Corn - Soil, Nutrition and Fertilizers

Rotation
Crop rotation is as important for corn as with other Manitoba grown crops. Crop rotation is primarily practiced to manage diseases and insects.
  • Fertility factors to consider when including corn in the crop rotation:
  • Yield potential of corn following various crops
  • Nitrogen credits following crops
  • Phosphorus needs after different crops
  • The ability of corn to retrieve nitrogen located below the rooting depths of other crops
 
Corn yields vary depending on the previous crop according to Manitoba Crop Insurance Corporation (MCIC) records.
 
TABLE 2: Relative response of corn yield following various crops in Manitoba (1997-2001)
Previous Crop
% of MB Corn Acreage
 Following This Crop
Yield Index Compared To
Corn After Corn
Corn
16%
100
Dry Beans
11%
133
Cereals
28%
104
Potatoes - irrigated
10%
73*
Potatoes - dryland
1%
100
Sunflowers
5%
106
* Note: Irrigated potatoes are likely grown on coarse sands dependent on supplemental irrigation, When such irrigation is not supplied, corn yields would expect to be limited also.
 
Factors other than pests can account for corn yield differences following various crops.
  • Low residue crops tend to have warmer spring soil temperatures
  •  High water use crops may limit the water for corn and conversely low water use crops may leave stored soil moisture for corn use
  •  Pulse crops or heavily fertilized crops may leave residual N for use by corn. Corn may root 4-5’ deep under Manitoba conditions and retrieve nitrogen leached below the root zone of other crops
  •  Residues from herbicides used in previous crops may impair corn growth
  •  Soil compaction or soil erosion associated with previous cropping activity 
  •  Phosphorus uptake is impaired following canola or summerfallow due to low levels of the beneficial fungi, mycorrhizae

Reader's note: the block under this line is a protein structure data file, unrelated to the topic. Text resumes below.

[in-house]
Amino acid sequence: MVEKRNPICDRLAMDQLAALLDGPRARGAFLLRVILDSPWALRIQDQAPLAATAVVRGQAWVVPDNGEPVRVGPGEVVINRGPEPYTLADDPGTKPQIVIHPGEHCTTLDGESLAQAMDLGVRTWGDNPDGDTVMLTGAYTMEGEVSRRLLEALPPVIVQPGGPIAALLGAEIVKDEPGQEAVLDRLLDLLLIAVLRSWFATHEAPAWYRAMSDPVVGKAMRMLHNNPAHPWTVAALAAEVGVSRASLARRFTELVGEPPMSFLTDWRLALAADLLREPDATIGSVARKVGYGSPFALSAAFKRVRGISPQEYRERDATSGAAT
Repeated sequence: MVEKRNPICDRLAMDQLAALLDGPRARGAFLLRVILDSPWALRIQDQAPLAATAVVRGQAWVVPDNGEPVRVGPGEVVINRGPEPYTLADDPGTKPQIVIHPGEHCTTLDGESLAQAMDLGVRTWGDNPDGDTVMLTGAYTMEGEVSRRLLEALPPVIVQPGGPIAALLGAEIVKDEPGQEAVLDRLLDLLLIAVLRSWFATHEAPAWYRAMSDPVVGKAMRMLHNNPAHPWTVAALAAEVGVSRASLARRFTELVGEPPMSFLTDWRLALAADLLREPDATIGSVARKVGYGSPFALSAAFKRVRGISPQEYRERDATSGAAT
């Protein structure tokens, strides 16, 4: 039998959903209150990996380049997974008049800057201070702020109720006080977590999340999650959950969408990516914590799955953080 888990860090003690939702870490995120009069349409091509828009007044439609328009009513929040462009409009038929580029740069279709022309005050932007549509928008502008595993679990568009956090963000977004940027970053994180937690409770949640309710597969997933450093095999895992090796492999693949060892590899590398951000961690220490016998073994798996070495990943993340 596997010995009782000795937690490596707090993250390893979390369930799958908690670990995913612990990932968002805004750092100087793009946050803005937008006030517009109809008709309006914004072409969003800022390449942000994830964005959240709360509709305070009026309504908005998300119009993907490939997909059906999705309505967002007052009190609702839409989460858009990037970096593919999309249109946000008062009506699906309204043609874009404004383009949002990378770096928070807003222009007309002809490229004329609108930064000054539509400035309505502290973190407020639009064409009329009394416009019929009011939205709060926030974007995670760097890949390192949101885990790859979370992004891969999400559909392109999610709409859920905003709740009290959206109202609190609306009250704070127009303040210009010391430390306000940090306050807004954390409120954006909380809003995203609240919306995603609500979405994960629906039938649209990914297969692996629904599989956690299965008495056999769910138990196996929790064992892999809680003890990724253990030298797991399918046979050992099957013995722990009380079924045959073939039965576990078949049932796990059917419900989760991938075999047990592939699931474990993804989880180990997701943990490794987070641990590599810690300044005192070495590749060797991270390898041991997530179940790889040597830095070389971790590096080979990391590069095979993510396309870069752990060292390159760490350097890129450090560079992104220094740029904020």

Soil Factors Important in Corn Production
The major physical soil characteristics influencing corn production are drainage and water-holding capacity. The relative affect of soil texture on both theses soil properties is reported in Table 3.
 
Well-drained soils with a sandy loam or silty clay loam texture are best suited to corn production. These soils have good internal drainage, which allows the soil to dry out and warm up early in the spring yet store moderate amounts of moisture for crop use.
 
Excessively wet soils impact corn growth and production in several ways:
  • Wet soils remain cooler in the spring, which delays emergence and growth
  • Corn is more susceptive to injury or death. Seedlings can only tolerate flooding for 3-4 days whereas corn at 24” will suffer after only 24 hours of flooding
  • Reduced oxygen levels in wet soils restricts root growth and nutrient uptake
  • Nitrogen loss due to leaching and denitrification can be substantial
  • May prevent timely field operations, such as seeding, inter-row cultivation and herbicide spraying, side-dressing N fertilizer and harvest
 
A combination of tile and surface drainage may be needed on poorly drained soils.
 
TABLE 3: Soil suitability for corn according to texture in Manitoba
Texture
AWHC* (in/4 ft depth)
Water infiltration (in/hr)
Limitation
Coarse sand
4 in
> 10 in/hr
Droughtiness
Sand loam
9 in
2 in/hr
Droughtiness
Pour drainage on "wet sands" over clay
Loam
11 in
1 in/hr
Clay loam
12 in
0.5 in/hr
Poor natural drainage
Clay
14 in
0.04 in/hr
Poor natural drainage